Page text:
Fonds YAM - Yamachiche Wireless Receiving Station fonds

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Yamachiche Wireless Receiving Station fonds

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CA ON00419 YAM

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5.25 linear metres of textual records and 64 technical drawings

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(1925 - 1975-06-23)

Administrative history

In the early 1920s, the advantages of using short radio waves, rather than long ones for sending wireless telegrams became apparent. The British government decided to create an Imperial Wireless Chain to link the British Empire together. The Marconi’s Wireless Telegraph Co. Ltd. and its Canadian subsidiary, the Marconi Wireless Telegraph Co. of Canada, which became the Canadian Marconi Co. (CMC) in 1925, set up a sending station in Drummondville QC and a receiving station at Yamachiche QC, near Trois-Rivières. Radio telegrams and telexes received here for Canadian distribution were forwarded to the existing telecommunication companies in Montreal. The Yamachiche Receiving Station also functioned as a research, repair and custom radio manufacturing facility for CMC.

Wireless telegraphy service connecting London to Canada and on to Australia started in 1926. As telephone technology improved, radio telephone service between London and Canada was added in 1932. Gradually this service was extended to other destinations. Radio facsimiles, mainly for sending wire photos, were added in the late 1930s.
After the Second World War, it was decided that Canada’s international telecommunications should be handled by a government body rather than a private company. In 1950 a Canadian crown corporation, the Canadian Overseas Telecommunication Corp. (COTC), was established to take over CMC’s wireless facilities. This led to new receivers being installed at Yamachiche. Teletype and TOR (teletype on radio) circuits were installed with additional connections to Germany, France, Italy and Bermuda. The COTC also established wireless services to South America and to Europe. By 1968 the COTC had 6 radio telephone and 9 radio teletype circuits, its maximum number.

Technological advances continued to change telecommunications. High capacity undersea cables, which carried multiple voice and data channels were introduced, such as the TAT 1 cable from Britain to Canada, was inaugurated in 1956. By the mid-1960s commercial satellite communication further cut into the role of Drummondville and Yamachiche. When wireless service ended on 23 June 1975, only the circuit to Greenland was still functioning. In the same year COTC became Teleglobe Canada. The main Yamachiche building became a furniture manufacturing company. In 2011 there was a serious fire which destroyed the building.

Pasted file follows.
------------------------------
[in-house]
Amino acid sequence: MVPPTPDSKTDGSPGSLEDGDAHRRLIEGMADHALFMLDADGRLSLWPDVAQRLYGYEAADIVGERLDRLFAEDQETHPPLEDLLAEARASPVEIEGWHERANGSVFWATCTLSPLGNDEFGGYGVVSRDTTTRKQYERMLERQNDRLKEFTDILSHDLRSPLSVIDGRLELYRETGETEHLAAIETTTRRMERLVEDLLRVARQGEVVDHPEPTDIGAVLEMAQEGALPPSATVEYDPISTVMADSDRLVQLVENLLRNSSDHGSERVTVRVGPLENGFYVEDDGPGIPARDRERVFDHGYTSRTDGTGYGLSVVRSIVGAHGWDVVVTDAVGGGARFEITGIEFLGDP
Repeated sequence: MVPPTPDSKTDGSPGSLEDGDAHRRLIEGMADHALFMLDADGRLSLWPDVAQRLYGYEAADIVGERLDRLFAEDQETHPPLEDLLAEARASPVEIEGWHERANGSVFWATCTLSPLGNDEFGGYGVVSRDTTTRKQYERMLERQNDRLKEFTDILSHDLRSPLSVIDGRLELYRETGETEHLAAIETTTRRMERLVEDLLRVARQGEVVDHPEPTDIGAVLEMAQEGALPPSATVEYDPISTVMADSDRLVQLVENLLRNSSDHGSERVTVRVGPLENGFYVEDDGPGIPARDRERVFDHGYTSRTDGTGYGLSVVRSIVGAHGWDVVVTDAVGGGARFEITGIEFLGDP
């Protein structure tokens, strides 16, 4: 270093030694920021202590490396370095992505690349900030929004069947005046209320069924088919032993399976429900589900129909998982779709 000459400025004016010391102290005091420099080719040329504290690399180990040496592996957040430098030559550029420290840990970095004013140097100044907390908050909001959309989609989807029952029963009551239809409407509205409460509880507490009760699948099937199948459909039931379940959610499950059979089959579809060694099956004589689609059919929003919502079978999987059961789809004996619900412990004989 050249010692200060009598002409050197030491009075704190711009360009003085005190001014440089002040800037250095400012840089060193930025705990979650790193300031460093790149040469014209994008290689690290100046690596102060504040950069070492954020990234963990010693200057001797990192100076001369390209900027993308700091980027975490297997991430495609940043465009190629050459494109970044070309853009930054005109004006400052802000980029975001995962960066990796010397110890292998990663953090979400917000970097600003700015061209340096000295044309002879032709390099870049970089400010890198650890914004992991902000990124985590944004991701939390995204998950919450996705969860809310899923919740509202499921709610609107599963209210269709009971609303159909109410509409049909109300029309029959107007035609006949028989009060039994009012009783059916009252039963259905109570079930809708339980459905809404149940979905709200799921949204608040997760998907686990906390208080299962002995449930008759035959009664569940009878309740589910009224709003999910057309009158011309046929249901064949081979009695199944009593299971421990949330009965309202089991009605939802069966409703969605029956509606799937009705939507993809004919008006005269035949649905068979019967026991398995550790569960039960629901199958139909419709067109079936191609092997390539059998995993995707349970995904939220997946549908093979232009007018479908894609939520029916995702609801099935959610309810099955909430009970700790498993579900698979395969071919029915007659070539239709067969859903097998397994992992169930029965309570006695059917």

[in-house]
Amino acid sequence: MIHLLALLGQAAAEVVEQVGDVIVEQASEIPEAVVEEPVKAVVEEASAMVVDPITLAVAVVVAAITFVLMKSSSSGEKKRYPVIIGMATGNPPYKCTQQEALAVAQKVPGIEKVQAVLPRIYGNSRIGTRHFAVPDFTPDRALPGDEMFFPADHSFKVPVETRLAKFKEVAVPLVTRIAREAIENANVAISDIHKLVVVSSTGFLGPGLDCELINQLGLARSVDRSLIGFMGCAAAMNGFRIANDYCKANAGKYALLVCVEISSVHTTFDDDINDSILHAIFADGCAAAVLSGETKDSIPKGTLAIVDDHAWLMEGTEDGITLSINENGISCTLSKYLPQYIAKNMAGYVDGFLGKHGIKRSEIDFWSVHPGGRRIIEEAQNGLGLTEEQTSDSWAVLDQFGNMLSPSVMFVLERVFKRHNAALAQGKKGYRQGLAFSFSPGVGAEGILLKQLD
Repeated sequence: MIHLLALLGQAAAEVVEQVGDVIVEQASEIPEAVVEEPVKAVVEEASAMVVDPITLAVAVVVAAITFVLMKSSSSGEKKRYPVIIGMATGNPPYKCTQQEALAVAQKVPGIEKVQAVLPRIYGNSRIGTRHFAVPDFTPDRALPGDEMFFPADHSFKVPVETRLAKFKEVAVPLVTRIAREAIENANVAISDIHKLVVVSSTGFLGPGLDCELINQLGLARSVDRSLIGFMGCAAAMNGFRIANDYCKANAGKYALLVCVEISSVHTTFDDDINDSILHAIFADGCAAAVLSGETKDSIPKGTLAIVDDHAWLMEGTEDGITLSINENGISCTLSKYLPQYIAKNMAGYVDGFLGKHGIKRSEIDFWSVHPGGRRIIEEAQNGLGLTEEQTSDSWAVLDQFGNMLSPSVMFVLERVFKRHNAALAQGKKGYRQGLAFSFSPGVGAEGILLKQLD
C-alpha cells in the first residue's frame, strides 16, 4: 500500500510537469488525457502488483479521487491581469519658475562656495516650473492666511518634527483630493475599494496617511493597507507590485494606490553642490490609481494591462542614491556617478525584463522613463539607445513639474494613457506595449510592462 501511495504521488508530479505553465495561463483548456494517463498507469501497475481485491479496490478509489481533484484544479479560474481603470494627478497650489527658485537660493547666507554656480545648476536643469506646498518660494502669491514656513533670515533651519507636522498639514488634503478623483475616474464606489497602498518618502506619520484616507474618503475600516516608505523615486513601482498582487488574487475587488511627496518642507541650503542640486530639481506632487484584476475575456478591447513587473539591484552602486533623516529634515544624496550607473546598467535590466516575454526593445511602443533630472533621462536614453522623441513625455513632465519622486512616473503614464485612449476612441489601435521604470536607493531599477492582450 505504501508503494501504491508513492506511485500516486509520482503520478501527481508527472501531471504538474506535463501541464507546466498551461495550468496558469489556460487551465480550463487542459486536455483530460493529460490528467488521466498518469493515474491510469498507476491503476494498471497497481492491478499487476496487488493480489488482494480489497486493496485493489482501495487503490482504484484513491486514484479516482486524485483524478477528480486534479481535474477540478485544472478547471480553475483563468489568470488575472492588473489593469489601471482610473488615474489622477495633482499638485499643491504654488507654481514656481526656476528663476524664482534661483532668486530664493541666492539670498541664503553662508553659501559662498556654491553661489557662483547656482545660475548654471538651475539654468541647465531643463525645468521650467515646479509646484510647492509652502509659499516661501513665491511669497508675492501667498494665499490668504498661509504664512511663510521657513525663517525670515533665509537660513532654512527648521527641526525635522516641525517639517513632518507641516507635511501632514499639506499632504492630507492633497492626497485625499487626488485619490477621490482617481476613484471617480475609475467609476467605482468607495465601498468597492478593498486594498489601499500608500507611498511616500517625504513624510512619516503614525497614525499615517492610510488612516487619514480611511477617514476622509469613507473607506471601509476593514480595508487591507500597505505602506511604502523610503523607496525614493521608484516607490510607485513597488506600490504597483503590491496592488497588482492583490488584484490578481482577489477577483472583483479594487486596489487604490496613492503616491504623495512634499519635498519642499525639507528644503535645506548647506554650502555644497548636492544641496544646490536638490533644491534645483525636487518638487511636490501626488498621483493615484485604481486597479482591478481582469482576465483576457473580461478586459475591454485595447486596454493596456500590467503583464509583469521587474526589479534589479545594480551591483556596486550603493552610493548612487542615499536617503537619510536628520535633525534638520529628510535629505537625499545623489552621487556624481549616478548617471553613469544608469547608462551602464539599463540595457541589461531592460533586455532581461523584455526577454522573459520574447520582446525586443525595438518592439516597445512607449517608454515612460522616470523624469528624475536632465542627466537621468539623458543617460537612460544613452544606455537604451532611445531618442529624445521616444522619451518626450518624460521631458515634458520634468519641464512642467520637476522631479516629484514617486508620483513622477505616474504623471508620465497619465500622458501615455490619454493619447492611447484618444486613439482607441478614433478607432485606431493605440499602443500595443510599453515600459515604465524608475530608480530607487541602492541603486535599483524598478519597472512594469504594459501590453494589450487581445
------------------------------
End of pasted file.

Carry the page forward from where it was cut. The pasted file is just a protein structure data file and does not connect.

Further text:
Custodial history

Teleglobe Canada donated the archives and several artifacts to the Canada Science and Technology Museum in 1978.

Scope and content

Fonds contains the technical and operational files relating to the Canadian Marconi Co./Canadian Overseas Telecommunications Corporation operation of the Yamachiche wireless receiving station in Yamachiche QC, 1913-1973. It includes correspondence 1925-1931, some operational files, technical files on wireless receivers at the station and blueprints of receiver schematics 1934-1952; manuals and instruction books for receivers made by Marconi’s Wireless Telegraph Co., Canadian Marconi Co., Hasler Ltd., Northern Electric Co., Philips Telecommunications etc., 1942-1964. Operational files from the Canadian Overseas Telecommunications Corp. which include its corporate memos and procedures and various types of weekly and monthly technical reports, 1955-1971. A selection of logs for telegraph, telephone and graphs for wireless circuits to major cities in Europe, Asia and South America, 1963-1973. Also trade literature and catalogues produced by Marconi’s Wireless Telegraph Co. Ltd. and other manufacturers, 1927-1963.

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A file or item-level inventory for each series is available upon request.

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Related materials: the Canada Science and Technology Museum has several artifacts related to these archives - the wireless transmitter from Drummondville Station and other artifacts from the Canadian Marconi Company.

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Written by Larry McNally, 2018. Draft French translation by Adele Torrance, 2018. French editing by Céline Mongeau, Larocque Linguistic Services, 2018-12.

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